Sunday-school hours were from nine to half-past
ten. Then there was a church service. Two of the children always stayed for the
sermon voluntarily, and the other always remained too, for other reasons.
The church's hard high-backed seats held about three hundred people. It was a
simple building with a sort of a square box on top of it for a steeple.
At the door, Tom spoke to a friend wearing a similar Sunday outfit:
"Hey, Billy, got any tickets?"
"What'll you swap for them?"
"What'll you give me?"
"Some sweets and a fish-hook."
"Let’s see them."
Tom showed him and they were satisfactory. The property changed hands.
Then Tom swapped a couple of marbles for three more tickets.
He stopped other boys as they arrived, and went on swapping tickets for another
He entered the church, now, with a group of clean and noisy boys and girls, went
to his seat and started an argument with the first boy that he found.
The teacher, a serious, elderly man, stopped the argument, then turned his
back a moment which gave Tom a chance to pull a boy's hair in the next seat. The
teacher was occupied with his book when Tom turned around to stick a pin in
another boy, in order to hear him say "Ouch!". The teacher told him off.
Tom's whole class was a series of restlessness, noise and trouble.
When everyone had to recite their lessons, not one of them knew his verses
perfectly, but had to be helped and prompted all the way through.
However, if they got to the end, they received a reward; small blue tickets with
words from the bible on them. Each blue ticket was payment for two verses of the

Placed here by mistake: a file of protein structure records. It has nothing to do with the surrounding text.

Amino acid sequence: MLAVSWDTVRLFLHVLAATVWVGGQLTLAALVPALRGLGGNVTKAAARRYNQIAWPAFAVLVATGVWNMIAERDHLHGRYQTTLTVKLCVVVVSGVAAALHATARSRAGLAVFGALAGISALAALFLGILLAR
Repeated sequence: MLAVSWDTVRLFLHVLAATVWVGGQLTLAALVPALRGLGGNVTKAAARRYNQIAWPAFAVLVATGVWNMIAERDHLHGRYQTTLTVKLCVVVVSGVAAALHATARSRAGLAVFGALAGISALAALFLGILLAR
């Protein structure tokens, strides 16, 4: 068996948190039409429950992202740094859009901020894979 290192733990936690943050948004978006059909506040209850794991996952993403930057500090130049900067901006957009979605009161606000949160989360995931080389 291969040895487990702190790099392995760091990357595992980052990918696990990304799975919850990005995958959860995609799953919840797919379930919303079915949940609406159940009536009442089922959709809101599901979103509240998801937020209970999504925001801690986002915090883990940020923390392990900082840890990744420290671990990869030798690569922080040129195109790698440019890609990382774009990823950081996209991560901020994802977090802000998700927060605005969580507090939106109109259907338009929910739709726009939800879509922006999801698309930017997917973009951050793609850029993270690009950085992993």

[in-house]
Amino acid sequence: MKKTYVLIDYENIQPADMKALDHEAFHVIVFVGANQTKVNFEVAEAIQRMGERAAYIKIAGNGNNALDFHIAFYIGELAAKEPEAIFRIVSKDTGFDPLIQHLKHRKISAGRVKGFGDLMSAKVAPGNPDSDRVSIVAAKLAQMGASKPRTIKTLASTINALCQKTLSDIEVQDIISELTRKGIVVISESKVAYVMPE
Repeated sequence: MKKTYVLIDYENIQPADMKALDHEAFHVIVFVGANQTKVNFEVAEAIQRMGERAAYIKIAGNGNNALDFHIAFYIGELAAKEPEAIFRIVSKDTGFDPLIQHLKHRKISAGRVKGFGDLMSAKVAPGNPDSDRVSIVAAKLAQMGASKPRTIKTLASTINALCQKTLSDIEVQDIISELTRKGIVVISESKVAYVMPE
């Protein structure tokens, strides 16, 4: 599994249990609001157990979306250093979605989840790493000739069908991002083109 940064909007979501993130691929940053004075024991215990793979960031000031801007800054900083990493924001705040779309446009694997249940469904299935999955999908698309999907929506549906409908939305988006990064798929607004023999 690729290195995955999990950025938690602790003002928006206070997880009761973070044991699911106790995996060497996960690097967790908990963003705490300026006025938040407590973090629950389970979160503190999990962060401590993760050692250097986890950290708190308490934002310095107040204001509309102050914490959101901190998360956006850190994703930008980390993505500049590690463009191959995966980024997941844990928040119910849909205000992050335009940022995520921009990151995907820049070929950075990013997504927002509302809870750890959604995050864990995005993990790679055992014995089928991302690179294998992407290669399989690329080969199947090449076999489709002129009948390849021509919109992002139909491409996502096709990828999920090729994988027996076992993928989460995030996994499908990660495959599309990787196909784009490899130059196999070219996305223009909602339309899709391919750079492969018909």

recitation. Ten blue tickets could be exchanged for one red ticket and ten red
tickets equaled a yellow one.
For ten yellow tickets the teacher gave a new Bible (worth forty cents in those
times) to the pupil.
How many of you would have the dedication and motivation to memorize two
thousand verses, even for a new Bible? But Mary had acquired two Bibles in this
way (it took her two years) and a boy from a German family had won four or five.
He once recited three thousand verses without stopping! But the stress on his
brain was too much, and he was little better than an idiot from that day on.
This was bad news for the school, because on special days the headmaster had
always made this boy come out in front of everyone and speak to the audience.
Only the older students managed to keep their tickets and do all the boring work
that was needed long enough to get a Bible, and so the winning of one of these
prizes was a rare and noteworthy occasion. The successful student was so noticed
and honoured for that day that every student’s heart was full with fresh
ambition that often lasted a couple of weeks.
It is possible that Tom had never really wanted one of those prizes, but without
a doubt, he had definitely desired the glory and respect that came with it.
... to be continued!
* The text has been adapted from the Adventures
of Tom Sawyer
by Mark Twain
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